Arizona Mold Inspection, Mold Testing,
and Mold Removal by EnviroFry
Masters, LLC, Environmental Hygienists

www.arizonamoldinspection.net

Email Arizona co-managers Phillip and Divine Fry

phil@moldinspector.com

Phone Toll-Free 1-866-300-1616 or cell phone 1-480-310-7970


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$799 Mold Removal Deal for Homes, Condos, Apartments, Offices, Workplaces, and Vehicles Anywhere in Arizona

Valley Fever Mold Disease Common
in Arizona and Southern California


         
Mold causes dozens of serious skin diseases. This page explains one mold-caused skin disease [popularly known as "Valley Fever"] that has afflicted millions of people living in Arizona, southern California, and elsewhere in southwestern United States. This explanation and the photo's below are from the excellent book The Fifth Kingdom by
Bryce Kendrick ---

          Coccidioidomycosis
is a nasty tongue-twister of a name, often contracted to 'coccy', for the disease caused by Coccidioides immitis. This fungus thrives in dry, saline soils, and is endemic in desert areas of the Southwestern U.S., where the disease is often called 'valley fever,' and Mexico (though it is strangely absent from the deserts of Africa and Asia). The process of infection, progress of the disease, and clinical symptoms, are very similar to those of histoplasmosis, though the fungus is not intracellular, and forms spherical structures containing spores. In culture, the same fungus produces chains of alternate thallic-arthric conidia, and has no known teleomorph. Millions of people in the U.S. Southwest have contracted the disease. Fortunately, as in histoplasmosis, most cases are benign, and healing is spontaneous. A few become systemic, and are usually fatal if untreated or misdiagnosed. The disseminated form of this disease is more common among males than females, and among people with darkly pigmented skin.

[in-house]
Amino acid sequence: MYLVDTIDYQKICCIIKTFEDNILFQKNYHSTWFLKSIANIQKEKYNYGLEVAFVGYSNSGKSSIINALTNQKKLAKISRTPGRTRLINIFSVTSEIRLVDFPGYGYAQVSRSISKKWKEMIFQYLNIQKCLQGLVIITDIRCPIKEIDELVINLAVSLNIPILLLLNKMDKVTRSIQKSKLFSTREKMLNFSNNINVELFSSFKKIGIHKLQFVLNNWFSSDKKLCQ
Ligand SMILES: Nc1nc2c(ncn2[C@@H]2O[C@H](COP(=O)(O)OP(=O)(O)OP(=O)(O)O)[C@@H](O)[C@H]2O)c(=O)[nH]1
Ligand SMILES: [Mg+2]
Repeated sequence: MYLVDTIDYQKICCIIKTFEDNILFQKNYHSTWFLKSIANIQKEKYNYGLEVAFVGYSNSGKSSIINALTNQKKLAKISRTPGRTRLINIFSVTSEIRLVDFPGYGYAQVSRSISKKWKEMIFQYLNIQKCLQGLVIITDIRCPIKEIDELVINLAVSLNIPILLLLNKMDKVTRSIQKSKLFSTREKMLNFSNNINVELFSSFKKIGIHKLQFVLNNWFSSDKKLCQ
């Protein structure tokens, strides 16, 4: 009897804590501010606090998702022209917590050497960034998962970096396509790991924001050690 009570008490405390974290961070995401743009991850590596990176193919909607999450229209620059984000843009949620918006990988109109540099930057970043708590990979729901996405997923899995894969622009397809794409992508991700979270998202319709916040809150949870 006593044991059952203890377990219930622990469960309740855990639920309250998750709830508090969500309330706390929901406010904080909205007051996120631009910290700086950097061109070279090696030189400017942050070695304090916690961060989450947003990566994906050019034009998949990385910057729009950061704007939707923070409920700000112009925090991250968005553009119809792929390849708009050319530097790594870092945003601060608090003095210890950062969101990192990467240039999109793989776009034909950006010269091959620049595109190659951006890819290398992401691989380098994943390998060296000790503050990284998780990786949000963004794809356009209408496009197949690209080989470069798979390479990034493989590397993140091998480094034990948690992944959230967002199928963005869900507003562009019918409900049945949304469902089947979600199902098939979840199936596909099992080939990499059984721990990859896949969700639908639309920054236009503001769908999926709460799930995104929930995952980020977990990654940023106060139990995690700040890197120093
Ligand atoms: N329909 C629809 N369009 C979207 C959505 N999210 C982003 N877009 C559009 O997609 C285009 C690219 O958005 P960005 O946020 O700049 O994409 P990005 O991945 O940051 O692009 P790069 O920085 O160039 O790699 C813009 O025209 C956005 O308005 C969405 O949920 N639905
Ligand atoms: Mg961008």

The year 2001 has seen an interesting outbreak of this disease in Dinosaur National Monument, Utah.  Ten people who had been working at a 'dig' developed acute respiratory coccoidioidomycosis within two weeks of exposure.  All were treated with fluconazole, with an average hospital stay of 1.5 days, and released apparently none the worse for their experience.  New regulations for digs at Dinosaur call for watering down of the soil before digging, and use of approved respirators (N95).

        For more information and to learn more about this event, please visit the web site:
 
http://www.cdc.gov/mmwr/preview/mmwrhtml/mm5045a1.htm
 

Ccoccidioidomycosis skin disease caused by Coccidioides immitis mold.

Disseminated coccidioidomycosis,

caused by Coccidioides immitis.

 

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